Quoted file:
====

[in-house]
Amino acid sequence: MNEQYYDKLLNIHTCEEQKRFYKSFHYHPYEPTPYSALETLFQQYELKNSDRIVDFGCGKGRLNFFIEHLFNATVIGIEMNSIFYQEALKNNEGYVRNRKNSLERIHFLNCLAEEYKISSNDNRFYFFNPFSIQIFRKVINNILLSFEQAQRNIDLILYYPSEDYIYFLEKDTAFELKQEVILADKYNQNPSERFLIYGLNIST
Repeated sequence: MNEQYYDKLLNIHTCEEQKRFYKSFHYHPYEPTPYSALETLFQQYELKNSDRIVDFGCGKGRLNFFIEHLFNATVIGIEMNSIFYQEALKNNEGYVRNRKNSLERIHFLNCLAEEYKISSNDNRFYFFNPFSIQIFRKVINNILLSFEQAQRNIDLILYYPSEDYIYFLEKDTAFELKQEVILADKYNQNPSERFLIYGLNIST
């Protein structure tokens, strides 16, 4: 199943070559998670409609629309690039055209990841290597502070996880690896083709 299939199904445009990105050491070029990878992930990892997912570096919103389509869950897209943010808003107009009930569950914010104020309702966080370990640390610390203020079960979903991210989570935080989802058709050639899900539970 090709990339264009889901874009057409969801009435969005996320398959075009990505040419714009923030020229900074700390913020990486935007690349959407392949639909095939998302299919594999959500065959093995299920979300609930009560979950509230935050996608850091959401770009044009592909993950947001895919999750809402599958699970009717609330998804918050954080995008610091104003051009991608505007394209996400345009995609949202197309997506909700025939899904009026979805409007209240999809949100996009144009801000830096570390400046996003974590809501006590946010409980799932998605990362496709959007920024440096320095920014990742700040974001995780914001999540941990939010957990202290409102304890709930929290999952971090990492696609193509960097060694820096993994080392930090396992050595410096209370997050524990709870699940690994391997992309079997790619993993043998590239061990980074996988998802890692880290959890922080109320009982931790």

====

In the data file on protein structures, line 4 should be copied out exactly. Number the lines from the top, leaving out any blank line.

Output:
């Protein structure tokens, strides 16, 4: 199943070559998670409609629309690039055209990841290597502070996880690896083709 299939199904445009990105050491070029990878992930990892997912570096919103389509869950897209943010808003107009009930569950914010104020309702966080370990640390610390203020079960979903991210989570935080989802058709050639899900539970 090709990339264009889901874009057409969801009435969005996320398959075009990505040419714009923030020229900074700390913020990486935007690349959407392949639909095939998302299919594999959500065959093995299920979300609930009560979950509230935050996608850091959401770009044009592909993950947001895919999750809402599958699970009717609330998804918050954080995008610091104003051009991608505007394209996400345009995609949202197309997506909700025939899904009026979805409007209240999809949100996009144009801000830096570390400046996003974590809501006590946010409980799932998605990362496709959007920024440096320095920014990742700040974001995780914001999540941990939010957990202290409102304890709930929290999952971090990492696609193509960097060694820096993994080392930090396992050595410096209370997050524990709870699940690994391997992309079997790619993993043998590239061990980074996988998802890692880290959890922080109320009982931790």